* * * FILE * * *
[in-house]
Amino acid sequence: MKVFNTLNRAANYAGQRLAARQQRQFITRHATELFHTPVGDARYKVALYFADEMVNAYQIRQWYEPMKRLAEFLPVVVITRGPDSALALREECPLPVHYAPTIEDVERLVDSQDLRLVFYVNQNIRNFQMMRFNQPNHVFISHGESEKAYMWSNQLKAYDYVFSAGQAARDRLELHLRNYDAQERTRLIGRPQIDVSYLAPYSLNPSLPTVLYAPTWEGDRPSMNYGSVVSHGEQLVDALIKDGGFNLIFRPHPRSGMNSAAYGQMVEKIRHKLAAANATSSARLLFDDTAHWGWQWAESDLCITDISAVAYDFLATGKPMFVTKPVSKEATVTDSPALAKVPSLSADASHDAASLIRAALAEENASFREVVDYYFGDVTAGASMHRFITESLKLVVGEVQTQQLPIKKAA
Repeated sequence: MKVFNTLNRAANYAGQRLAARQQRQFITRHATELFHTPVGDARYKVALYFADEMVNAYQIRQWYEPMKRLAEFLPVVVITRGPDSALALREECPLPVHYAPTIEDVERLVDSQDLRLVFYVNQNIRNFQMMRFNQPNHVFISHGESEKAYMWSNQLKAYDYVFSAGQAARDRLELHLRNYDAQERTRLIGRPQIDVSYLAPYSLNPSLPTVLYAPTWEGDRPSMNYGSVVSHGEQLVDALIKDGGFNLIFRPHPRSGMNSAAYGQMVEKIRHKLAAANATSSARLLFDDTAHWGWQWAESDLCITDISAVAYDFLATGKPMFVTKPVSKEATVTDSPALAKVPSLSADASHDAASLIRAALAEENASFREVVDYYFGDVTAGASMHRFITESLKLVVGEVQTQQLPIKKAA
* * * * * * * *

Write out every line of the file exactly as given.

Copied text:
[in-house]
Amino acid sequence: MKVFNTLNRAANYAGQRLAARQQRQFITRHATELFHTPVGDARYKVALYFADEMVNAYQIRQWYEPMKRLAEFLPVVVITRGPDSALALREECPLPVHYAPTIEDVERLVDSQDLRLVFYVNQNIRNFQMMRFNQPNHVFISHGESEKAYMWSNQLKAYDYVFSAGQAARDRLELHLRNYDAQERTRLIGRPQIDVSYLAPYSLNPSLPTVLYAPTWEGDRPSMNYGSVVSHGEQLVDALIKDGGFNLIFRPHPRSGMNSAAYGQMVEKIRHKLAAANATSSARLLFDDTAHWGWQWAESDLCITDISAVAYDFLATGKPMFVTKPVSKEATVTDSPALAKVPSLSADASHDAASLIRAALAEENASFREVVDYYFGDVTAGASMHRFITESLKLVVGEVQTQQLPIKKAA
Repeated sequence: MKVFNTLNRAANYAGQRLAARQQRQFITRHATELFHTPVGDARYKVALYFADEMVNAYQIRQWYEPMKRLAEFLPVVVITRGPDSALALREECPLPVHYAPTIEDVERLVDSQDLRLVFYVNQNIRNFQMMRFNQPNHVFISHGESEKAYMWSNQLKAYDYVFSAGQAARDRLELHLRNYDAQERTRLIGRPQIDVSYLAPYSLNPSLPTVLYAPTWEGDRPSMNYGSVVSHGEQLVDALIKDGGFNLIFRPHPRSGMNSAAYGQMVEKIRHKLAAANATSSARLLFDDTAHWGWQWAESDLCITDISAVAYDFLATGKPMFVTKPVSKEATVTDSPALAKVPSLSADASHDAASLIRAALAEENASFREVVDYYFGDVTAGASMHRFITESLKLVVGEVQTQQLPIKKAA